Backyard chickens have become increasingly popular in urban areas for many reasons. They allow city and suburban dwellers to connect with the land like a farmer does, they provide fresh tasty eggs at no cost, and they become loved like other pets for some owners. Having a dozen free eggs a week, however, may save money off your grocery bill but does not generate income. Is it possible to make money with backyard chickens?
You Need to be Able to Scale Up
A mature hen in its prime will lay about 6 eggs a week. If a dozen eggs is selling for about $2 at your local grocery store, you will probably need at least 20 egg-laying chickens to even generate $20 per week in revenue (roughly $1000 per year). It is possible that you might be able to sell for as much as $5 per dozen if your eggs are certified organic, but keep in mind that even that is only $50 per week with the 20 chicken scenario. This is not a huge money maker. In many towns, they have ordinances that limit the number of backyard chickens to as few as 2-4. So you need to make sure you are even allowed to have that many chickens.
You Need to be Prepared to Butcher Your Chicken Once it is Past its Prime
You might only get 1 year of 6 eggs per week production from a hen before its production starts to taper off to half of that. At some point, the hen will stop producing eggs altogether. If you love your backyard chickens like a pet, then scaling up production to a commercial level is probably not for you, because realistically, you need to send your chicken to the butcher when it is past its prime. Not only will you be able to eat or sell the chicken meat, you will create room in your coop for another chicken to produce more eggs.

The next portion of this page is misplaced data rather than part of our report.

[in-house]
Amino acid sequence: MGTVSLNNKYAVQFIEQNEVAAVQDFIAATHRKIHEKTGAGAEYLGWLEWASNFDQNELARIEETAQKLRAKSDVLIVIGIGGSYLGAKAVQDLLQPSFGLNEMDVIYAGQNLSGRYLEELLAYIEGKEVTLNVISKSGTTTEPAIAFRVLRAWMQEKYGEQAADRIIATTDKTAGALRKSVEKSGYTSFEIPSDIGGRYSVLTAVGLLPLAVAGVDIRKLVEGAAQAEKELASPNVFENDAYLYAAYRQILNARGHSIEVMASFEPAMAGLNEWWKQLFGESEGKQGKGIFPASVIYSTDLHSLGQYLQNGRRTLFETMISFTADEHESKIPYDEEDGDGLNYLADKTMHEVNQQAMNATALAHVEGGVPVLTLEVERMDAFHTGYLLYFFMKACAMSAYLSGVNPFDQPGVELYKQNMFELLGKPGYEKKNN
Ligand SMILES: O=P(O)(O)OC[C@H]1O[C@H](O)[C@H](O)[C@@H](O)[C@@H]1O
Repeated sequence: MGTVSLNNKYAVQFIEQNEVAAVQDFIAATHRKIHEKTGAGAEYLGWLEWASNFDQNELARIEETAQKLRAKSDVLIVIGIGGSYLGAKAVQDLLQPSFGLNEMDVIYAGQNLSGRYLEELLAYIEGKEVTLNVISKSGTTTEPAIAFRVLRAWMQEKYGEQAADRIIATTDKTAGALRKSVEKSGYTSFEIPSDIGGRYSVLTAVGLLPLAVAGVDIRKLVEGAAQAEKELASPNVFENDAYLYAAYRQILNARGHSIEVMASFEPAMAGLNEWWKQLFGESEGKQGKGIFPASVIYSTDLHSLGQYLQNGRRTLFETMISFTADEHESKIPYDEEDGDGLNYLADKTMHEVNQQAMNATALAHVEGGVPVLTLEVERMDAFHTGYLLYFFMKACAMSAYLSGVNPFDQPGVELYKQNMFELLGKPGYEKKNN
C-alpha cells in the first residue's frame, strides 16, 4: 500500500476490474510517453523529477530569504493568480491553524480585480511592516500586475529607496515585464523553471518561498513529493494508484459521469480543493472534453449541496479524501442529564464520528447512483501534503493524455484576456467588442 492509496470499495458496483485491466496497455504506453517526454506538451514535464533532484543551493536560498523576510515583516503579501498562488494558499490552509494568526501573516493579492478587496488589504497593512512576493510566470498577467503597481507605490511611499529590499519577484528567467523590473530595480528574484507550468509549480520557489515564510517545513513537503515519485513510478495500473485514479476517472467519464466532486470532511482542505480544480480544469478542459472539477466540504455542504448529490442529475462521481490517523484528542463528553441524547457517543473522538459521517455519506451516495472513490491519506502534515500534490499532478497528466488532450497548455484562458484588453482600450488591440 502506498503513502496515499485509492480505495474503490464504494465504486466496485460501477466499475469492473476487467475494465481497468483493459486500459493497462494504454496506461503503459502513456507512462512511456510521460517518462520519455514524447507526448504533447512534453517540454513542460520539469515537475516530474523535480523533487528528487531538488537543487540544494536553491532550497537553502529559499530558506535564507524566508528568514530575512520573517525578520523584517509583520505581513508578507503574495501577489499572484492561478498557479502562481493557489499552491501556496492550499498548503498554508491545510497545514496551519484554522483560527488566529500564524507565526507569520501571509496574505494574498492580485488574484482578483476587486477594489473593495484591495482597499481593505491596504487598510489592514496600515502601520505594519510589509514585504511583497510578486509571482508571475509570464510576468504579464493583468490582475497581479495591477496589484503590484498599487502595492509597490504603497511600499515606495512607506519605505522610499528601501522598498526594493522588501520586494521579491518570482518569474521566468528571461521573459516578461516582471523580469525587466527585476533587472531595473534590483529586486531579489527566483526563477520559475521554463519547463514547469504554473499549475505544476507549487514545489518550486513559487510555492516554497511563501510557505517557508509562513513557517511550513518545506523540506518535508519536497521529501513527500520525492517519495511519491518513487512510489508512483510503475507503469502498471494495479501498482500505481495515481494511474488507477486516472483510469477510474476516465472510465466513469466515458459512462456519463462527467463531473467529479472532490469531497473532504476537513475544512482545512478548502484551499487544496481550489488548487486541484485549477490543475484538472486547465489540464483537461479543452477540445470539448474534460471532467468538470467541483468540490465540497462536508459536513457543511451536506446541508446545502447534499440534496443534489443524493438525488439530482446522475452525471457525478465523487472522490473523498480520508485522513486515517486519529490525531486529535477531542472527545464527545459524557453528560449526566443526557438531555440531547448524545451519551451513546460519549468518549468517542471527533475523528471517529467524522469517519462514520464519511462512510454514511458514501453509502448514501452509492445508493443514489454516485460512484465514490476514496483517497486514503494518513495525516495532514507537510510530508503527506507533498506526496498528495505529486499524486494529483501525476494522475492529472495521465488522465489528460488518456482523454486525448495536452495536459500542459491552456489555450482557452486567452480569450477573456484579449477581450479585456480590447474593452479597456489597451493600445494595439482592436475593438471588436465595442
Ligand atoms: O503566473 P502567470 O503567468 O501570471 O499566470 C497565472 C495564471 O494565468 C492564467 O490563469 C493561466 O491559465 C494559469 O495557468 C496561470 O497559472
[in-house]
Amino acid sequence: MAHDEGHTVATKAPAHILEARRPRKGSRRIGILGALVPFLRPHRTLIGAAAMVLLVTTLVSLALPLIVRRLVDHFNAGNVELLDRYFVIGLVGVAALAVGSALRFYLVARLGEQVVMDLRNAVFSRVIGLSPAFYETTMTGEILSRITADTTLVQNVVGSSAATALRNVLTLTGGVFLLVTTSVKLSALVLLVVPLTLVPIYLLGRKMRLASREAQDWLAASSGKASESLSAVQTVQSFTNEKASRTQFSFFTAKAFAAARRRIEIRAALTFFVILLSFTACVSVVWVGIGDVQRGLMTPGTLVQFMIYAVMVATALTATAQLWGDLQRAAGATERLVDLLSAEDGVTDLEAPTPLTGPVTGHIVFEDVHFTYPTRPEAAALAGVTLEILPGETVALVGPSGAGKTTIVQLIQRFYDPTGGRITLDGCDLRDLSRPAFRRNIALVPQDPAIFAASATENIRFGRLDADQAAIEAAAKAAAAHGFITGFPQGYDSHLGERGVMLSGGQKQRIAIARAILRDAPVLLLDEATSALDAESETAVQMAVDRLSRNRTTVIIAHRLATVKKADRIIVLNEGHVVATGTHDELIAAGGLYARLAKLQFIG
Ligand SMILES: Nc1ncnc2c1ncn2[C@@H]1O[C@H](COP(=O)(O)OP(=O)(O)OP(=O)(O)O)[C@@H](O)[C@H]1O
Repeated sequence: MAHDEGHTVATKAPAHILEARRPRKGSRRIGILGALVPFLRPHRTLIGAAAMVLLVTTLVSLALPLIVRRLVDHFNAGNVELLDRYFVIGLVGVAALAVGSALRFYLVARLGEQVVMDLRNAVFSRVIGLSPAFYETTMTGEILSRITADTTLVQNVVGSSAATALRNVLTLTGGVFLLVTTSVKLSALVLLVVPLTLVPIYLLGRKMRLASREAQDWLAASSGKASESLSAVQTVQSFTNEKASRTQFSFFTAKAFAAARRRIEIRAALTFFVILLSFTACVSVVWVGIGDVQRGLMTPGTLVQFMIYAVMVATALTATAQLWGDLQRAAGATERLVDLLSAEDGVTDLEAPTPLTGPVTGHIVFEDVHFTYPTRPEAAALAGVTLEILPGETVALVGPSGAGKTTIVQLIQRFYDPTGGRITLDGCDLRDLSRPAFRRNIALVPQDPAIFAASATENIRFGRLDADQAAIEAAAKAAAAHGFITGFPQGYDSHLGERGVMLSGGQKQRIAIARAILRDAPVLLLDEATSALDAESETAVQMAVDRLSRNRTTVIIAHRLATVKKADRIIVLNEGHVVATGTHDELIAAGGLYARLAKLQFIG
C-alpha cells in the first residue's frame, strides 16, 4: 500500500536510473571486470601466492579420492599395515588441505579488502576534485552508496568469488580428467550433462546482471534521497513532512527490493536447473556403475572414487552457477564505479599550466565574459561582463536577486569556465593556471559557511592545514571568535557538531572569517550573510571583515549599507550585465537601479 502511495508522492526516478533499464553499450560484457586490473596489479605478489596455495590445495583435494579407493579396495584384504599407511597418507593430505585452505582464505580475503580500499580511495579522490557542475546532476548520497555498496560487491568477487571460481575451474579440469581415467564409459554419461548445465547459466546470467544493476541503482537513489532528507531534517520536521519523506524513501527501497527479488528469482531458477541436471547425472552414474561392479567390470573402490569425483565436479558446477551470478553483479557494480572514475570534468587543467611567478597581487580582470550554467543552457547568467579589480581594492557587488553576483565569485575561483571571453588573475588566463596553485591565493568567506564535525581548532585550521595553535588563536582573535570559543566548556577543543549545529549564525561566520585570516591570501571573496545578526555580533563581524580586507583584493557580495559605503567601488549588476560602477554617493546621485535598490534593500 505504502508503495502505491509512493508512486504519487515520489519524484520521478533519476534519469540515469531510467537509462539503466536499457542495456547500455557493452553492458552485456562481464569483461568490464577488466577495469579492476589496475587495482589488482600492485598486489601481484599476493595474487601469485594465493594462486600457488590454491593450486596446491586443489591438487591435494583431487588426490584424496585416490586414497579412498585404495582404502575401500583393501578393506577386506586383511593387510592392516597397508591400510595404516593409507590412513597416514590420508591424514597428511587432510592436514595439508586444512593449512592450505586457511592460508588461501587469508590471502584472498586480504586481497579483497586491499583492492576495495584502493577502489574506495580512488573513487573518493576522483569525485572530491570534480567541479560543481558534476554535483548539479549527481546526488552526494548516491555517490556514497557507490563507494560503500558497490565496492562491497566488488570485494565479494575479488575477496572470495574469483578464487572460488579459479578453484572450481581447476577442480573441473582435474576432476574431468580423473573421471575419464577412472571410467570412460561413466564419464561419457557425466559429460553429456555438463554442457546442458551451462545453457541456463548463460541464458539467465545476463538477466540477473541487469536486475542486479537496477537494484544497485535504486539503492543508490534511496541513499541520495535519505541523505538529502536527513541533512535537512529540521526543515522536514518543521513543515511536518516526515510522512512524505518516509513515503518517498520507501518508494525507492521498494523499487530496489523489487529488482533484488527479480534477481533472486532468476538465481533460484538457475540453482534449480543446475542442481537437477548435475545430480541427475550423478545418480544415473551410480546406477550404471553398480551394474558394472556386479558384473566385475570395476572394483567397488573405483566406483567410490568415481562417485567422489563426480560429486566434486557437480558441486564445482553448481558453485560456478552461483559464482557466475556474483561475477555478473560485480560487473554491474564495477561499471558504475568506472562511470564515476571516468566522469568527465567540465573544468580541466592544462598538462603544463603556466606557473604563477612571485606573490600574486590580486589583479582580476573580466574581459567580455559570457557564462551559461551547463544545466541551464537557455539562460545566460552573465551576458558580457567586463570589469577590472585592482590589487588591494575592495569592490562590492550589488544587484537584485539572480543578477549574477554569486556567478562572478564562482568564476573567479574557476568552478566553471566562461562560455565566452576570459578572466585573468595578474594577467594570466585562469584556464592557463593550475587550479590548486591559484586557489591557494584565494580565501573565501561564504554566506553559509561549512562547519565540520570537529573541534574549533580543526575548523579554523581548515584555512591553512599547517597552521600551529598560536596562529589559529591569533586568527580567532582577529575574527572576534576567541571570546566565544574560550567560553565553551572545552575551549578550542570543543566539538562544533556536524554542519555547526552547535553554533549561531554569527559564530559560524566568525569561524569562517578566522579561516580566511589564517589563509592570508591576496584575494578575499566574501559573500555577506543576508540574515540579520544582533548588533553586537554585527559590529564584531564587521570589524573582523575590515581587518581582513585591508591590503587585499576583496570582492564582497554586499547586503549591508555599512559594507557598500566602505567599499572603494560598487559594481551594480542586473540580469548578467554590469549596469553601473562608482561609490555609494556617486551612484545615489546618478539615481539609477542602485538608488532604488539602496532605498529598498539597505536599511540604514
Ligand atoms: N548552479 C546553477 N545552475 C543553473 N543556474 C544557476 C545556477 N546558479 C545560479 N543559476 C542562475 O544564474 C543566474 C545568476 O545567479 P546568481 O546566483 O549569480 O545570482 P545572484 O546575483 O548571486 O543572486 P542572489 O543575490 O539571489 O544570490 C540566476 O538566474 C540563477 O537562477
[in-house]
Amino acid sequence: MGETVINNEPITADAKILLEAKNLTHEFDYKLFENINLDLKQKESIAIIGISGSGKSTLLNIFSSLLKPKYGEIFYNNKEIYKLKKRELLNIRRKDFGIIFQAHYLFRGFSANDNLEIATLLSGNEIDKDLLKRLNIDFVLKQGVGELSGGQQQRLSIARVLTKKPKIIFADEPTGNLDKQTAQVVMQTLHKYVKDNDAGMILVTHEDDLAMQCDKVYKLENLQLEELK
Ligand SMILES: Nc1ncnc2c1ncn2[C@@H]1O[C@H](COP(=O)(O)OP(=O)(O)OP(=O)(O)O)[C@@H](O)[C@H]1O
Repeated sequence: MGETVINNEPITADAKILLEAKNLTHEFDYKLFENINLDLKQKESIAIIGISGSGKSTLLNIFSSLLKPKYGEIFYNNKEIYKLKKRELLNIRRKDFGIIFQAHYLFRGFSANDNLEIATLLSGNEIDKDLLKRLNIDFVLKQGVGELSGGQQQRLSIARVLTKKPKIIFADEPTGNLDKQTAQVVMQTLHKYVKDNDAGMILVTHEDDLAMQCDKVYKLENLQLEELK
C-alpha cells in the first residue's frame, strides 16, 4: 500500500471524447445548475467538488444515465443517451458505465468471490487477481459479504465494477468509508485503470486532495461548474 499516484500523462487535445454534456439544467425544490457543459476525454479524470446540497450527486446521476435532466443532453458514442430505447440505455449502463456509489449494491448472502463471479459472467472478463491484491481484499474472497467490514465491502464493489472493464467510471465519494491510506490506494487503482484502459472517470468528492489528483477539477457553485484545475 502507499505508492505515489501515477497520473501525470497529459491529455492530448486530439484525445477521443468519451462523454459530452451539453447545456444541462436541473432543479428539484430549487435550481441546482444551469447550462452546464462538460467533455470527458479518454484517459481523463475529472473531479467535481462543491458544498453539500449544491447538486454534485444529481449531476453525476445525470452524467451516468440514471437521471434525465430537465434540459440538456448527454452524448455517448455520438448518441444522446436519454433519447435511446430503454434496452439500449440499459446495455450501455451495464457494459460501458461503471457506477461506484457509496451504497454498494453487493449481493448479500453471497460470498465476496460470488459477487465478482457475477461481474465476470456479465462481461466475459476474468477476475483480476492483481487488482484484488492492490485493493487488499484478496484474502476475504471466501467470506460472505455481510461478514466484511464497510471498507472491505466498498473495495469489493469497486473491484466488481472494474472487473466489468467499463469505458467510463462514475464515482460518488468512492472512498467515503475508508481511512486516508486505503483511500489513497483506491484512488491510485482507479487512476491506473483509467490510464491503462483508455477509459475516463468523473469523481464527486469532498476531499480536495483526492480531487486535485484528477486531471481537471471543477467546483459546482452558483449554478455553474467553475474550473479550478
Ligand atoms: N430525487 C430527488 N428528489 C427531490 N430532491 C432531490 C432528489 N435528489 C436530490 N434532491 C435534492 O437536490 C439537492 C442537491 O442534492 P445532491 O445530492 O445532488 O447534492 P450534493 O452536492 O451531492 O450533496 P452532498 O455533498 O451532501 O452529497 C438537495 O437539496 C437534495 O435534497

You Need to Find a Market for your Eggs
A national grocery chain like Safeway or Whole Foods is unlikely to buy 100 eggs a week from a backyard chicken farmer. They need greater scale than that so they deal with large commercial farms. Your options include selling to a friends and neighbors, selling at a local farmers market, or setting up a stand to sell your eggs. It is possible that a smaller grocery store or other food store might have an interest if you can satisfy their minimum volume requirements.
You Need to Do Your Homework Before You Purchase Your First Backyard Chicken
Prior to getting started, you should purchase a book on raising backyard chickens. Our recommendation is The Chicken Chick’s Guide to Backyard Chickens. There is a lot more to raising backyard chickens then just finding out if you are allowed to have chickens in your area and buying chicken feed. You need to learn everything about the right way to build and maintain a coop, to placement of coops and cleaning areas, to something called vent sexing. Spending a few dollars up front will help you avoid a lot of headaches down the road.